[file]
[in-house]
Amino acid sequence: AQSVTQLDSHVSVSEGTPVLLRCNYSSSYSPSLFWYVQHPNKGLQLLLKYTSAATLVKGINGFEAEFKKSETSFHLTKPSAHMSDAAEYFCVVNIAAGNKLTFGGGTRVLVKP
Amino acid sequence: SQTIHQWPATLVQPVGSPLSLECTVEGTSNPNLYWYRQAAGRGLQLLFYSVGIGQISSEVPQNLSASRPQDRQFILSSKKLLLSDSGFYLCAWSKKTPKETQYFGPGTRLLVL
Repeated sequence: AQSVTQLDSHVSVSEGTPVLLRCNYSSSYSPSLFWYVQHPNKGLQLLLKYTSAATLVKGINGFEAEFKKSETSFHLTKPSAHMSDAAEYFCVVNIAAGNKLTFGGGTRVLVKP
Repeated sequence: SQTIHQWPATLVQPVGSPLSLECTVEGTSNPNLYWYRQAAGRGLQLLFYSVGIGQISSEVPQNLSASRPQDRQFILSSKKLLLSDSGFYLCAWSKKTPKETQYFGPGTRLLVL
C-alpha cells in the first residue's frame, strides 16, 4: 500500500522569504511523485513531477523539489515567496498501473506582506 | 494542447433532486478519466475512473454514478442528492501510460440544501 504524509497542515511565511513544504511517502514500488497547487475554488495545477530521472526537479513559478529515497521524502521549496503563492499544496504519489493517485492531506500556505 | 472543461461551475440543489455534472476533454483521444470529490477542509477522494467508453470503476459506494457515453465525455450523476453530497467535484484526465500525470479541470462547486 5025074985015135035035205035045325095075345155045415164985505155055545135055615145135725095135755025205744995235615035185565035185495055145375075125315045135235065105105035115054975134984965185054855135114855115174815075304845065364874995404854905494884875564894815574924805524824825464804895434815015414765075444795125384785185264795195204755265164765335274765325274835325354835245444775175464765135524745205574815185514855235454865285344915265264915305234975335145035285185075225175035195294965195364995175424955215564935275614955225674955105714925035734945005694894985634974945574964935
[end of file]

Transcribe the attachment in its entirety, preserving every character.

[in-house]
Amino acid sequence: AQSVTQLDSHVSVSEGTPVLLRCNYSSSYSPSLFWYVQHPNKGLQLLLKYTSAATLVKGINGFEAEFKKSETSFHLTKPSAHMSDAAEYFCVVNIAAGNKLTFGGGTRVLVKP
Amino acid sequence: SQTIHQWPATLVQPVGSPLSLECTVEGTSNPNLYWYRQAAGRGLQLLFYSVGIGQISSEVPQNLSASRPQDRQFILSSKKLLLSDSGFYLCAWSKKTPKETQYFGPGTRLLVL
Repeated sequence: AQSVTQLDSHVSVSEGTPVLLRCNYSSSYSPSLFWYVQHPNKGLQLLLKYTSAATLVKGINGFEAEFKKSETSFHLTKPSAHMSDAAEYFCVVNIAAGNKLTFGGGTRVLVKP
Repeated sequence: SQTIHQWPATLVQPVGSPLSLECTVEGTSNPNLYWYRQAAGRGLQLLFYSVGIGQISSEVPQNLSASRPQDRQFILSSKKLLLSDSGFYLCAWSKKTPKETQYFGPGTRLLVL
C-alpha cells in the first residue's frame, strides 16, 4: 500500500522569504511523485513531477523539489515567496498501473506582506 | 494542447433532486478519466475512473454514478442528492501510460440544501 504524509497542515511565511513544504511517502514500488497547487475554488495545477530521472526537479513559478529515497521524502521549496503563492499544496504519489493517485492531506500556505 | 472543461461551475440543489455534472476533454483521444470529490477542509477522494467508453470503476459506494457515453465525455450523476453530497467535484484526465500525470479541470462547486 5025074985015135035035205035045325095075345155045415164985505155055545135055615145135725095135755025205744995235615035185565035185495055145375075125315045135235065105105035115054975134984965185054855135114855115174815075304845065364874995404854905494884875564894815574924805524824825464804895434815015414765075444795125384785185264795195204755265164765335274765325274835325354835245444775175464765135524745205574815185514855235454865285344915265264915305234975335145035285185075225175035195294965195364995175424955215564935275614955225674955105714925035734945005694894985634974945574964935